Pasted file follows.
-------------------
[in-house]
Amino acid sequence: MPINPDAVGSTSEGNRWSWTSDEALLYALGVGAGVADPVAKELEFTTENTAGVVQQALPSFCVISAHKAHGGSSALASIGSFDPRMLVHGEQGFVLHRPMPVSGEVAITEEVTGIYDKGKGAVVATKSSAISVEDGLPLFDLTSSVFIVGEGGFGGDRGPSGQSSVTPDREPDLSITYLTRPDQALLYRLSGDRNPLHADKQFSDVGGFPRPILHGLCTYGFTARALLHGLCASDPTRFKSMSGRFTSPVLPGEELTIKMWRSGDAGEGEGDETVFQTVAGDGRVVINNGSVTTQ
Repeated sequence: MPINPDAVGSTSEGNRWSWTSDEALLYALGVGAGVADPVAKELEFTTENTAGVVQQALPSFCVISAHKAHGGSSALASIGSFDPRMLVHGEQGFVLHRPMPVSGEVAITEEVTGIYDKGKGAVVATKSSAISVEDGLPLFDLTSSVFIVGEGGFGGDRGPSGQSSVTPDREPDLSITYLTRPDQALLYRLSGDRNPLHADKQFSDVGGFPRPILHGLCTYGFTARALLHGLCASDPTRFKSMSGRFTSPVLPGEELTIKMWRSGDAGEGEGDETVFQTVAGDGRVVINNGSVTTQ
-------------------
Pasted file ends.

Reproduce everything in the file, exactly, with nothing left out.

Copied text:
[in-house]
Amino acid sequence: MPINPDAVGSTSEGNRWSWTSDEALLYALGVGAGVADPVAKELEFTTENTAGVVQQALPSFCVISAHKAHGGSSALASIGSFDPRMLVHGEQGFVLHRPMPVSGEVAITEEVTGIYDKGKGAVVATKSSAISVEDGLPLFDLTSSVFIVGEGGFGGDRGPSGQSSVTPDREPDLSITYLTRPDQALLYRLSGDRNPLHADKQFSDVGGFPRPILHGLCTYGFTARALLHGLCASDPTRFKSMSGRFTSPVLPGEELTIKMWRSGDAGEGEGDETVFQTVAGDGRVVINNGSVTTQ
Repeated sequence: MPINPDAVGSTSEGNRWSWTSDEALLYALGVGAGVADPVAKELEFTTENTAGVVQQALPSFCVISAHKAHGGSSALASIGSFDPRMLVHGEQGFVLHRPMPVSGEVAITEEVTGIYDKGKGAVVATKSSAISVEDGLPLFDLTSSVFIVGEGGFGGDRGPSGQSSVTPDREPDLSITYLTRPDQALLYRLSGDRNPLHADKQFSDVGGFPRPILHGLCTYGFTARALLHGLCASDPTRFKSMSGRFTSPVLPGEELTIKMWRSGDAGEGEGDETVFQTVAGDGRVVINNGSVTTQ